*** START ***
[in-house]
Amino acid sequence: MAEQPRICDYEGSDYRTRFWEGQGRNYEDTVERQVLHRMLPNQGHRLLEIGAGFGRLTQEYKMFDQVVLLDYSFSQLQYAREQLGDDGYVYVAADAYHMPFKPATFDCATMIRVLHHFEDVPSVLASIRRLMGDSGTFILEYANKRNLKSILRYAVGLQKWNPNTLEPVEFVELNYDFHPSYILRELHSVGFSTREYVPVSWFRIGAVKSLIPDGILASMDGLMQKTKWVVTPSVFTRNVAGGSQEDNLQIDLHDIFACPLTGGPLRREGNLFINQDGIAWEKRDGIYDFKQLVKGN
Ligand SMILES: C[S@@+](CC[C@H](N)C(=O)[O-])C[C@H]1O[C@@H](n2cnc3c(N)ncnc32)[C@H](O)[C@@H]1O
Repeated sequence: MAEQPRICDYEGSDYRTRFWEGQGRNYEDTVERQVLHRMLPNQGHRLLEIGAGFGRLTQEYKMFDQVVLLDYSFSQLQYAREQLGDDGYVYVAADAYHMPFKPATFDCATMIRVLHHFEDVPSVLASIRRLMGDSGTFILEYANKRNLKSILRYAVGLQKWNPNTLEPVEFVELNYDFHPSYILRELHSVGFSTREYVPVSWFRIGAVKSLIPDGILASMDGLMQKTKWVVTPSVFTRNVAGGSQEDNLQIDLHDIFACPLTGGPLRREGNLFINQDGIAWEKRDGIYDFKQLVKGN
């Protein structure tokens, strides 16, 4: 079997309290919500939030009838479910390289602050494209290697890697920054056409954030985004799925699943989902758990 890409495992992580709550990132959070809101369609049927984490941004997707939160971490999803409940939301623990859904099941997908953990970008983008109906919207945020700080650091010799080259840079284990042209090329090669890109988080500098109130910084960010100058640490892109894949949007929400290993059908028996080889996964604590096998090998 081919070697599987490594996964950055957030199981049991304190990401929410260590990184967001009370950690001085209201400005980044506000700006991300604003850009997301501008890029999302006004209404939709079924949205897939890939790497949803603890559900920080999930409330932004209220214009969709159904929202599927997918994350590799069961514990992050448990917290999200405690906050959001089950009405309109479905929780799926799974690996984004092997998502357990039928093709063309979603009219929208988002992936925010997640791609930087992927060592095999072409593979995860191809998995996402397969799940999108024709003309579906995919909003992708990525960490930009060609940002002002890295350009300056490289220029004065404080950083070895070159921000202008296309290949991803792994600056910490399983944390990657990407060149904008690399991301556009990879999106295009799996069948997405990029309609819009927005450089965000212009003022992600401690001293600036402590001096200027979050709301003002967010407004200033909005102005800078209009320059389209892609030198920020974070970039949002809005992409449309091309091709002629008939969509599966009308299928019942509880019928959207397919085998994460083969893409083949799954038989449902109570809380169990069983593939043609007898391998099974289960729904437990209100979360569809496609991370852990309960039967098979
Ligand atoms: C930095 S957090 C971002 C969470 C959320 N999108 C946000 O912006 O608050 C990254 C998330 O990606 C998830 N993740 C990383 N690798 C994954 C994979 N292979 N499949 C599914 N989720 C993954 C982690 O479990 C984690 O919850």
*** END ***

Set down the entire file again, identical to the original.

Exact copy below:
[in-house]
Amino acid sequence: MAEQPRICDYEGSDYRTRFWEGQGRNYEDTVERQVLHRMLPNQGHRLLEIGAGFGRLTQEYKMFDQVVLLDYSFSQLQYAREQLGDDGYVYVAADAYHMPFKPATFDCATMIRVLHHFEDVPSVLASIRRLMGDSGTFILEYANKRNLKSILRYAVGLQKWNPNTLEPVEFVELNYDFHPSYILRELHSVGFSTREYVPVSWFRIGAVKSLIPDGILASMDGLMQKTKWVVTPSVFTRNVAGGSQEDNLQIDLHDIFACPLTGGPLRREGNLFINQDGIAWEKRDGIYDFKQLVKGN
Ligand SMILES: C[S@@+](CC[C@H](N)C(=O)[O-])C[C@H]1O[C@@H](n2cnc3c(N)ncnc32)[C@H](O)[C@@H]1O
Repeated sequence: MAEQPRICDYEGSDYRTRFWEGQGRNYEDTVERQVLHRMLPNQGHRLLEIGAGFGRLTQEYKMFDQVVLLDYSFSQLQYAREQLGDDGYVYVAADAYHMPFKPATFDCATMIRVLHHFEDVPSVLASIRRLMGDSGTFILEYANKRNLKSILRYAVGLQKWNPNTLEPVEFVELNYDFHPSYILRELHSVGFSTREYVPVSWFRIGAVKSLIPDGILASMDGLMQKTKWVVTPSVFTRNVAGGSQEDNLQIDLHDIFACPLTGGPLRREGNLFINQDGIAWEKRDGIYDFKQLVKGN
């Protein structure tokens, strides 16, 4: 079997309290919500939030009838479910390289602050494209290697890697920054056409954030985004799925699943989902758990 890409495992992580709550990132959070809101369609049927984490941004997707939160971490999803409940939301623990859904099941997908953990970008983008109906919207945020700080650091010799080259840079284990042209090329090669890109988080500098109130910084960010100058640490892109894949949007929400290993059908028996080889996964604590096998090998 081919070697599987490594996964950055957030199981049991304190990401929410260590990184967001009370950690001085209201400005980044506000700006991300604003850009997301501008890029999302006004209404939709079924949205897939890939790497949803603890559900920080999930409330932004209220214009969709159904929202599927997918994350590799069961514990992050448990917290999200405690906050959001089950009405309109479905929780799926799974690996984004092997998502357990039928093709063309979603009219929208988002992936925010997640791609930087992927060592095999072409593979995860191809998995996402397969799940999108024709003309579906995919909003992708990525960490930009060609940002002002890295350009300056490289220029004065404080950083070895070159921000202008296309290949991803792994600056910490399983944390990657990407060149904008690399991301556009990879999106295009799996069948997405990029309609819009927005450089965000212009003022992600401690001293600036402590001096200027979050709301003002967010407004200033909005102005800078209009320059389209892609030198920020974070970039949002809005992409449309091309091709002629008939969509599966009308299928019942509880019928959207397919085998994460083969893409083949799954038989449902109570809380169990069983593939043609007898391998099974289960729904437990209100979360569809496609991370852990309960039967098979
Ligand atoms: C930095 S957090 C971002 C969470 C959320 N999108 C946000 O912006 O608050 C990254 C998330 O990606 C998830 N993740 C990383 N690798 C994954 C994979 N292979 N499949 C599914 N989720 C993954 C982690 O479990 C984690 O919850």